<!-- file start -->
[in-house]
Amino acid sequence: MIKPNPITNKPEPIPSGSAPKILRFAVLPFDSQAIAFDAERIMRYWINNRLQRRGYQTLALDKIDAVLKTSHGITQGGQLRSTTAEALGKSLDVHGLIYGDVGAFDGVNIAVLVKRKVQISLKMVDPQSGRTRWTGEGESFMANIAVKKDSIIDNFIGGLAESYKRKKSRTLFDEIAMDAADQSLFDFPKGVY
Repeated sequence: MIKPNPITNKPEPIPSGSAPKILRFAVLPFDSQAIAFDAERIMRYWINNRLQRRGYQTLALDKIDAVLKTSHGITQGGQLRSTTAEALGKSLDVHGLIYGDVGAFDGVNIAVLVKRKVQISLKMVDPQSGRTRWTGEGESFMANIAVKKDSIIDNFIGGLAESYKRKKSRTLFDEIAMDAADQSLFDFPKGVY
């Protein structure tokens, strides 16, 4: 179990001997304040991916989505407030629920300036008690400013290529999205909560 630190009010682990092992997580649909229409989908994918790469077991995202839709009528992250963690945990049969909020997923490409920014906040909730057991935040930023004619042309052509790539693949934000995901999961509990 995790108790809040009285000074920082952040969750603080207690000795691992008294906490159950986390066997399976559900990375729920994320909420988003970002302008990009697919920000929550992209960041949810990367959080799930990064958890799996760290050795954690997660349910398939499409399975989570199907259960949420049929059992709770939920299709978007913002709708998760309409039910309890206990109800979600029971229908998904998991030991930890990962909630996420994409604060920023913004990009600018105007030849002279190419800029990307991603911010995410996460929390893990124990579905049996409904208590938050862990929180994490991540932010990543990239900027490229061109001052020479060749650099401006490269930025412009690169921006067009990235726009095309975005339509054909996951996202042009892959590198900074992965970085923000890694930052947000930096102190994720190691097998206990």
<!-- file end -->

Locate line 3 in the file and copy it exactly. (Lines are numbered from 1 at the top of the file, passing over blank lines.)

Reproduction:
Repeated sequence: MIKPNPITNKPEPIPSGSAPKILRFAVLPFDSQAIAFDAERIMRYWINNRLQRRGYQTLALDKIDAVLKTSHGITQGGQLRSTTAEALGKSLDVHGLIYGDVGAFDGVNIAVLVKRKVQISLKMVDPQSGRTRWTGEGESFMANIAVKKDSIIDNFIGGLAESYKRKKSRTLFDEIAMDAADQSLFDFPKGVY